Few people can have had many thrills quite like the one Hiram Bingham had when he discovered ruins of what had once been an Incan city, unexpectedly and precariously perched on the knife-edge of a ridge joining two peaks, Machu Picchu and Huayna Picchu (Big Peak and Little Peak), high in the Andes Mountain Range in Peru. He was excited, but also mystified. Was it an abandoned Incan city – or a monastery? or a fortress? or a “University of (...) Idolatry”, as some later suggested? In 1911, Bingham was not in a position to know quite what it was that he had discovered. There were precious few clues on the site, apart from the snugly fitted, massive stones that manifestly had once constituted walls, lanes, stairways, aqueducts, drains, and other constructions of monumental architecture. These stone ruins can be reached by a three days’ walk along Incan trails that follow high ridges, winding northwest from the ancient Incan capital city, Cuzco. But Bingham did not follow the high trails of the Incas. Being an explorer of European descent, he followed rivers that plunged, at first westwards, down steep, narrow valleys, but destined eventually to feed into the Amazon Basin, in the jungles far away to the northeast, and to empty into the Atlantic Ocean. From the jungles of the valley floor, Bingham climbed up to these ruins on a ridge far above him. When he reached the ridge and saw the secret stones there, he was elated, and intrigued. Many years later, comic books appeared with a dashing hero, “Indiana Jones”, an archaeologist from an American University, who was in some ways rather like Bingham; and later, these comics were translated into a series of Hollywood movies. The comics and movies no doubt leave out many of the more tedious tasks required of 3 archaeologists in their daily work – but they do convey some giddy feelings, and wild fantasies, a little like those that might sometimes buzz about inside an explorer’s head, on discovering a mysterious site like Machu Picchu. Before discovering these ruins, Bingham had sifted through written records, seeking clues to the locations of lost Incan cities, and found none mentioning this place.. (shrink)
So Emma thought, at least. Could a linguist, could a grammarian, could even a mathematician have seen what she did, have witnessed their appearance together, have heard their history of it, without feeling that circumstances had been at work to make them particularly interesting to each other? — How much more must an imaginist, like herself, be on fire with speculation and foresight!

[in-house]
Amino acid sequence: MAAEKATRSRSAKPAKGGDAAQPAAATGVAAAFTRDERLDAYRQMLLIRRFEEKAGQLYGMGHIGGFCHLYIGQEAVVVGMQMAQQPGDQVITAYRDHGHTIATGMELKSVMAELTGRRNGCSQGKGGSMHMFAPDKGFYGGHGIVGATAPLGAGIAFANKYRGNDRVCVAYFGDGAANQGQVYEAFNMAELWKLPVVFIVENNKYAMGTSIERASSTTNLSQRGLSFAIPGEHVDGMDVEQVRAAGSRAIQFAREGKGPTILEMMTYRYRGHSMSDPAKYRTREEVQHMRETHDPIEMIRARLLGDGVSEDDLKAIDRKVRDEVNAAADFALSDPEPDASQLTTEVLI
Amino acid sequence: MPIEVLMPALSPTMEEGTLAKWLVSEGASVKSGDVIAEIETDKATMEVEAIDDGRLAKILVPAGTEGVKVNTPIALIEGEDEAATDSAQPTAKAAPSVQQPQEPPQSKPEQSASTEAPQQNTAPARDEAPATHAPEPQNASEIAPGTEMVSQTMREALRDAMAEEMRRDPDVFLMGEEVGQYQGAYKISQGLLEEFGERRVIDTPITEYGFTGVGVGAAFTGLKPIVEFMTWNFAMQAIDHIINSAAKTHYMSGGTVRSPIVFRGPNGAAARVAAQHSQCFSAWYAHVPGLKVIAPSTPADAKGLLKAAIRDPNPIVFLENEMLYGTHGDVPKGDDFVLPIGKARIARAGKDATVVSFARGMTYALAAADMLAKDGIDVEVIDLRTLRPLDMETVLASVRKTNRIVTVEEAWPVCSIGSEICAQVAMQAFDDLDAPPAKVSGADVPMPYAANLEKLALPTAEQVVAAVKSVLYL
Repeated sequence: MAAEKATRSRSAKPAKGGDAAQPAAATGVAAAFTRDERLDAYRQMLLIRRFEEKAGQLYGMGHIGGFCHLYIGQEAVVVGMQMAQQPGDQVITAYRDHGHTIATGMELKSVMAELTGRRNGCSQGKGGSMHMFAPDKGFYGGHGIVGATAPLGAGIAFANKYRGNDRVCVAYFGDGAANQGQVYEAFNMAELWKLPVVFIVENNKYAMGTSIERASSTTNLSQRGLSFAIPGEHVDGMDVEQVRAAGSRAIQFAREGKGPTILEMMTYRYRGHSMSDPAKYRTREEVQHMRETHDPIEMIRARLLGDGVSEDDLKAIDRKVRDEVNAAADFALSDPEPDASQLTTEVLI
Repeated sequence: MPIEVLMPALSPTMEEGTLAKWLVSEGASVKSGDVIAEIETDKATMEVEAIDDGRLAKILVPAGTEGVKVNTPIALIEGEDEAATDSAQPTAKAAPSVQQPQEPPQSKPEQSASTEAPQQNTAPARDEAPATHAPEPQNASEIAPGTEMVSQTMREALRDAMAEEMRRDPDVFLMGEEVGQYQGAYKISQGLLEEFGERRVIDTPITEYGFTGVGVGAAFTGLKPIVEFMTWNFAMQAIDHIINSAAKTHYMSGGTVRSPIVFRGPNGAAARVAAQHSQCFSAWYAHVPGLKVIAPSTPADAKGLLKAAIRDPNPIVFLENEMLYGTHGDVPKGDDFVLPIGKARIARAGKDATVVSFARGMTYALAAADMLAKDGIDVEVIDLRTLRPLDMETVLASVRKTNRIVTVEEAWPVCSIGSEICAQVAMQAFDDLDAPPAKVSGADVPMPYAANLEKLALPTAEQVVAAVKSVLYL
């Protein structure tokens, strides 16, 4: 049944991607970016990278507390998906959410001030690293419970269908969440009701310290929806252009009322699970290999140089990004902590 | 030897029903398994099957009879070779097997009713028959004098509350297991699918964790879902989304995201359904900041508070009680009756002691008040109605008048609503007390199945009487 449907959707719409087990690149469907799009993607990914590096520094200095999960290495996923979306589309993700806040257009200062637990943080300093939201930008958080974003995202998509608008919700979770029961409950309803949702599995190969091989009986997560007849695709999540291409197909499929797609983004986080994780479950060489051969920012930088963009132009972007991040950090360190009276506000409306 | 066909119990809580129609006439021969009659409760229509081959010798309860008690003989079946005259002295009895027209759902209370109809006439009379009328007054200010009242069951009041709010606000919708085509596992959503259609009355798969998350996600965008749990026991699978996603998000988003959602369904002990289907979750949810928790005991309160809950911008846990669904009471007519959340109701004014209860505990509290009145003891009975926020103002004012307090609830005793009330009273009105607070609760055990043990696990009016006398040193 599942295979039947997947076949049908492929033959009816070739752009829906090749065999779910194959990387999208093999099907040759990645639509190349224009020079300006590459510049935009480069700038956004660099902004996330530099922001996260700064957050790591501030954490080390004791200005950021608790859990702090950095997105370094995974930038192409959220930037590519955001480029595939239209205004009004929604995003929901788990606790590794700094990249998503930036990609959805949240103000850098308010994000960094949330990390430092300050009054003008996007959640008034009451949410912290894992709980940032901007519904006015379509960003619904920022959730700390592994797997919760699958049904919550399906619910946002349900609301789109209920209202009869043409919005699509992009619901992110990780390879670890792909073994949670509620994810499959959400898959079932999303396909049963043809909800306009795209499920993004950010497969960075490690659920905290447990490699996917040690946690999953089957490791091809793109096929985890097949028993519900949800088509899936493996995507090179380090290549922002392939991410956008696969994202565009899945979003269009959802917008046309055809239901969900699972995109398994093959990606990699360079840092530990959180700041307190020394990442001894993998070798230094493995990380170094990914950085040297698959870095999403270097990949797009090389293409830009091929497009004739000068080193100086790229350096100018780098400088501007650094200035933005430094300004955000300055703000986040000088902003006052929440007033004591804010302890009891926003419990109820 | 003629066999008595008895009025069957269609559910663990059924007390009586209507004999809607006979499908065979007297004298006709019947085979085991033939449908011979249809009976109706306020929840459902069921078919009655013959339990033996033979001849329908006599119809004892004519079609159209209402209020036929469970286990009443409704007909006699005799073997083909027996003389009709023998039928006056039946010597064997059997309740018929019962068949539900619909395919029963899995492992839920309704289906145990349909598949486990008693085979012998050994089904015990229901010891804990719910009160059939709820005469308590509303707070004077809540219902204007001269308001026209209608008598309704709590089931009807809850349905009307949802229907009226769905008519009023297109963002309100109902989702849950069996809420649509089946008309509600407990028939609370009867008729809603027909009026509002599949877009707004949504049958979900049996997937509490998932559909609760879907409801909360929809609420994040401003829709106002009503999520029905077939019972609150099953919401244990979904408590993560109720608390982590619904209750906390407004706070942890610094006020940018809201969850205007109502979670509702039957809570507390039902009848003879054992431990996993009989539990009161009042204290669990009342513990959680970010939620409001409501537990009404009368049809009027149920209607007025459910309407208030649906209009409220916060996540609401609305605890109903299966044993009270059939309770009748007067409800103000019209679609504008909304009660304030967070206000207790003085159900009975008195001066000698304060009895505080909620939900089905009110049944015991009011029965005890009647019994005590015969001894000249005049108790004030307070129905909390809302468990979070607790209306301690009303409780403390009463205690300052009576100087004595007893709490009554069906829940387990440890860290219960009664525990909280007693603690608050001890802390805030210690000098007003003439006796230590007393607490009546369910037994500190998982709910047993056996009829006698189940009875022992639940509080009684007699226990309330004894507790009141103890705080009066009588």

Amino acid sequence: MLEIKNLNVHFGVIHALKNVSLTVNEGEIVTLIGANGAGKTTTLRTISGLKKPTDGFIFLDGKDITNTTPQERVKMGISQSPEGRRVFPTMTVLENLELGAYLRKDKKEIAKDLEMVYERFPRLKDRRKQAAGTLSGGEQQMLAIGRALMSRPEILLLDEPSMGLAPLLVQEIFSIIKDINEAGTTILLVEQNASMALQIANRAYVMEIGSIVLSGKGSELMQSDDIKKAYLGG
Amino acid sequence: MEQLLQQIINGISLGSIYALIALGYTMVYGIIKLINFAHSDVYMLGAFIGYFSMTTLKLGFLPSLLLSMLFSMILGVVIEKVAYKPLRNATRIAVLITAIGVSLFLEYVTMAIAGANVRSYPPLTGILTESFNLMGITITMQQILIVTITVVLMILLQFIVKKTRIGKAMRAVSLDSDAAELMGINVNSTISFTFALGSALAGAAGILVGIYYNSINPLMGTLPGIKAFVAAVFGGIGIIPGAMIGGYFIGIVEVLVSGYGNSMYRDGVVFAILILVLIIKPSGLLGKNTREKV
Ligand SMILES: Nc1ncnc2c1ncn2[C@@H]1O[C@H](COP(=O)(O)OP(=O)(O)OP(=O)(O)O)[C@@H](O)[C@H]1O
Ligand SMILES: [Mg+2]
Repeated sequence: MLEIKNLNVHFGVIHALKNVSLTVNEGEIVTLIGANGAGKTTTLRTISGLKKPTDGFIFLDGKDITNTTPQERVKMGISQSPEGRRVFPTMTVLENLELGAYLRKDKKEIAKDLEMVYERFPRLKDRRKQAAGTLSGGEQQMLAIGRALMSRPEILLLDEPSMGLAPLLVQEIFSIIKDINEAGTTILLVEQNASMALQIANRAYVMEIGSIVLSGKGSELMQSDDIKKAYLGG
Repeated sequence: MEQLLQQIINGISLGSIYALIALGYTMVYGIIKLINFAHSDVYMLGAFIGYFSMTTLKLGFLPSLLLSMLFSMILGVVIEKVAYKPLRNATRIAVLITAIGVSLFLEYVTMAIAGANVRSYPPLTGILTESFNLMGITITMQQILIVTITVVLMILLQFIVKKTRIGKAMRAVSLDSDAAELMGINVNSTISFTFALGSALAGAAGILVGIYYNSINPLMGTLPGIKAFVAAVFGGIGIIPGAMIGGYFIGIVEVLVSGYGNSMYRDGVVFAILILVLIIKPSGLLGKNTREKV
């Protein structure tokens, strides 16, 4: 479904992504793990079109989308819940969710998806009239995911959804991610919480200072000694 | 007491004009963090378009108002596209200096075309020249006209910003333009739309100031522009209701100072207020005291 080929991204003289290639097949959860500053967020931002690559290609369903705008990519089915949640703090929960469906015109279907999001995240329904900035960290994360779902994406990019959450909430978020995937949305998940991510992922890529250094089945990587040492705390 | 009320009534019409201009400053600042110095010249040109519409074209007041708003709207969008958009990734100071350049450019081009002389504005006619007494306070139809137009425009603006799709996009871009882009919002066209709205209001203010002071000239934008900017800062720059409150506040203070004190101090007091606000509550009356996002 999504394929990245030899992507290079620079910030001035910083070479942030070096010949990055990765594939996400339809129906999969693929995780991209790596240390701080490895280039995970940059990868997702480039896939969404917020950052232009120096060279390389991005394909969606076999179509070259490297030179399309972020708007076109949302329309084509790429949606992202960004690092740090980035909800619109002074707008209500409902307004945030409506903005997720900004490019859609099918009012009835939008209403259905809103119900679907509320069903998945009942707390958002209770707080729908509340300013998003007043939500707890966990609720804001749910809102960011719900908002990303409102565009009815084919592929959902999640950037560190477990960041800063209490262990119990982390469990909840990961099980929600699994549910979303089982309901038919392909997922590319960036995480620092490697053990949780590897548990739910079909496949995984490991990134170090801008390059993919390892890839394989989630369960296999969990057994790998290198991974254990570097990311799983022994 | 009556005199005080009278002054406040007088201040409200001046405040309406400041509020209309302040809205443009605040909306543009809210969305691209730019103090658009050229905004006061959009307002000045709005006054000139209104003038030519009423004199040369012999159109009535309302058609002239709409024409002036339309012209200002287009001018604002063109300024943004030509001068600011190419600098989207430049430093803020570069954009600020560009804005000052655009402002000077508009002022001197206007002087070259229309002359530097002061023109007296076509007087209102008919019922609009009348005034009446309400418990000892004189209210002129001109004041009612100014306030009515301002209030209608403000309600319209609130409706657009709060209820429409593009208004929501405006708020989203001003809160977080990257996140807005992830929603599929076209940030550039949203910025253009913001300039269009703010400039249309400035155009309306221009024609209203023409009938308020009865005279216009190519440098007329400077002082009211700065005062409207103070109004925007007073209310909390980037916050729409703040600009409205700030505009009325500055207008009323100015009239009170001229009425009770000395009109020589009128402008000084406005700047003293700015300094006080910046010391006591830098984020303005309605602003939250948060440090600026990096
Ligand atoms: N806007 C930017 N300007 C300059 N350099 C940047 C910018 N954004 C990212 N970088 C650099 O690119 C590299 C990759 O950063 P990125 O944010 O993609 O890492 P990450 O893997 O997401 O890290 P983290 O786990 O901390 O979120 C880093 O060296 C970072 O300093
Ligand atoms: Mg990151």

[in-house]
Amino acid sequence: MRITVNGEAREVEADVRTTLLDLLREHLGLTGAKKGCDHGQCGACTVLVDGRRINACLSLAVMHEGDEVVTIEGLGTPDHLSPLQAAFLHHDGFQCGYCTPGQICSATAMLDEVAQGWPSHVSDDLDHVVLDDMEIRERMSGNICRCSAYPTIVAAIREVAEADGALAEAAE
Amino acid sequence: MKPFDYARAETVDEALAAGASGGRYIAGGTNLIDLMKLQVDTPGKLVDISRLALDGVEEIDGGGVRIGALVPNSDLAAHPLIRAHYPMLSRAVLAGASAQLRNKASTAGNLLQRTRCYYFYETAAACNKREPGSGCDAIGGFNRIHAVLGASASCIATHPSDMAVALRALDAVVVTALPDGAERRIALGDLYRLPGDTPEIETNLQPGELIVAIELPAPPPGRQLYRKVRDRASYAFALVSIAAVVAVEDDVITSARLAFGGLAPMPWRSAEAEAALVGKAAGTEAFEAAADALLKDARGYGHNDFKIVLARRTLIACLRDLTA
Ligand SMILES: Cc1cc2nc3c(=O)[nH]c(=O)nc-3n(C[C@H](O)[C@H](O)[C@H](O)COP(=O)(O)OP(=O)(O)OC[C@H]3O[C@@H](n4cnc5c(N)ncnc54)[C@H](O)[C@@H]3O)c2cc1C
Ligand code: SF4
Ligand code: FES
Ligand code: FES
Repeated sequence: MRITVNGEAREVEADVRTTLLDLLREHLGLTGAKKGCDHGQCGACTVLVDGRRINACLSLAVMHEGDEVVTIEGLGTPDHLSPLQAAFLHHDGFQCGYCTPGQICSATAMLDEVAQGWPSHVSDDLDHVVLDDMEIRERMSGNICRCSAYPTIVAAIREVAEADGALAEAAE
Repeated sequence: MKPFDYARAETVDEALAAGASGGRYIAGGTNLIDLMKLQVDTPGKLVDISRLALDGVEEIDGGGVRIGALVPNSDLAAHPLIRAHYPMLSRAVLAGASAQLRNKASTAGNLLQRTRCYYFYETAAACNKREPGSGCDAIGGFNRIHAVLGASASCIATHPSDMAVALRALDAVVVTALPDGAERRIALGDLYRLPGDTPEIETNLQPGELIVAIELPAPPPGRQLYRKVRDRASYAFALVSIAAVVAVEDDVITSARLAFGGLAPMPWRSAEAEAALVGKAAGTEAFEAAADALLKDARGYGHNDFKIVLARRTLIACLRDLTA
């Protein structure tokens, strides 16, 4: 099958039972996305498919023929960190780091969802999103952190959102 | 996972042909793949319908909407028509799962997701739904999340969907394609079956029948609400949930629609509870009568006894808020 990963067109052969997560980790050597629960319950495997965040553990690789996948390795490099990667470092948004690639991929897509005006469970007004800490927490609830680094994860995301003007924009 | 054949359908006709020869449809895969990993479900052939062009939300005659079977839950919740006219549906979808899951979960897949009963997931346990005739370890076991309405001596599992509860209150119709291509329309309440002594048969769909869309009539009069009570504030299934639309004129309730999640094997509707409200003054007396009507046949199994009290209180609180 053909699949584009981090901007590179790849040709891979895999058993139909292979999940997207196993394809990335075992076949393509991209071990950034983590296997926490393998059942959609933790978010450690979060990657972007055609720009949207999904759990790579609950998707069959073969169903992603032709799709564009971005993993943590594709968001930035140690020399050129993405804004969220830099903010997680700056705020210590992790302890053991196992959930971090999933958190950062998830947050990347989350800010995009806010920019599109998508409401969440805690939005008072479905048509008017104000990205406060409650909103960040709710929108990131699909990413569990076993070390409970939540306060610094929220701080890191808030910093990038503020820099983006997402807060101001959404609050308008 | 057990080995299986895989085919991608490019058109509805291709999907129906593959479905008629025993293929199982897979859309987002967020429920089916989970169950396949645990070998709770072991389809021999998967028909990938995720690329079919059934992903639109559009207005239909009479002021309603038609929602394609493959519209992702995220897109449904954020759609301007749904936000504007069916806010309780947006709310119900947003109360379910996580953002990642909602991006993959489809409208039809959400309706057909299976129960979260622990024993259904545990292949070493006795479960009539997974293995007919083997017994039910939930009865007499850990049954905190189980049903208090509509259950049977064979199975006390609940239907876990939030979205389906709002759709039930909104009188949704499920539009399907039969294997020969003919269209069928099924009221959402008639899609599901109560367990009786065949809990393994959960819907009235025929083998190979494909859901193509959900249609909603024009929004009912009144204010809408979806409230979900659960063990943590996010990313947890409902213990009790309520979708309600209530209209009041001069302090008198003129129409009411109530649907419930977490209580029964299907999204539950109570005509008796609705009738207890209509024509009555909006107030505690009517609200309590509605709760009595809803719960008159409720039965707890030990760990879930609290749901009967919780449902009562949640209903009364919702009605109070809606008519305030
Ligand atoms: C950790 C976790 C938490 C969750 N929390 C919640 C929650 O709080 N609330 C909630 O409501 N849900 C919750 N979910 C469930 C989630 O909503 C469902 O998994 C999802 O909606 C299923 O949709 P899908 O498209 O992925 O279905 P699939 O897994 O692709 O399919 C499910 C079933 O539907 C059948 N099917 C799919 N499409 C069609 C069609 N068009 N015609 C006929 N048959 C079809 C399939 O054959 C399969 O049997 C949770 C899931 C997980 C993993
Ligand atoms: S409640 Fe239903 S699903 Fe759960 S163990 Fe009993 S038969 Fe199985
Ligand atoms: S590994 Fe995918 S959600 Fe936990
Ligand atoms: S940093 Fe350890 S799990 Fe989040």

Here is a simplified fiction which is based on a real case at a Californian University. The Faculty of Humanities decided to try to increase the number of women on their staff. There were 13 women and 13 men who applied for positions in the Faculty. All the positions were directed towards the study of either time or space, in the departments of History or Geography. There were 13 applicants for the positions in History and 13 applicants for the positions (...) in Geography. Of the women applicants 8 applied for positions in History, and 5 for Geography, whereas 5 of the men applied for positions in History and 8 in Geography. (shrink)
Throughout his career, Barry Taylor argued for several key theses in semantics and in epistemology. He calls these theses “Antirealism”. I will suggest, however, that a “Realist” could, and perhaps should, accept these semantic and epistemic theses. Doing so would not, I argue, conflict with the core this of philosophical Realism, properly so-called, since this thesis is not semantic or epistemological, but “ontological”. A Realist about (say) badgers is just someone who believes that there are badgers. And Taylor’s semantic and (...) epistemological theses are not intended to entail any denial that there are (say) badgers. However, Taylor argues that the core theses of “realism” cannot be any such merely ontological theses. I will defend a simplistic, “ontological” understanding of “realism” against Taylor’s arguments. Taylor also usefully identifies something that others have called “Common-sense Realism”. But this so-called “Realism”, Taylor argues, is not properly described as any kind of “realism” at all – because it does not affirm Taylor’s key theses in semantics and epistemology. Yet I say it is realism – provided only that it does not also take a perverse stand on a realist’s “Euthyphro” question: Do (say) badgers exist because our ways of talking and knowing would ideally converge on an affirmation of the sentence “Badgers exist”? Isn’t it, rather, the case that, insofar as our ways of talking and knowing would ideally converge on an affirmation of the sentence “Badgers exist”, this is so at least in part because badgers exist? (shrink)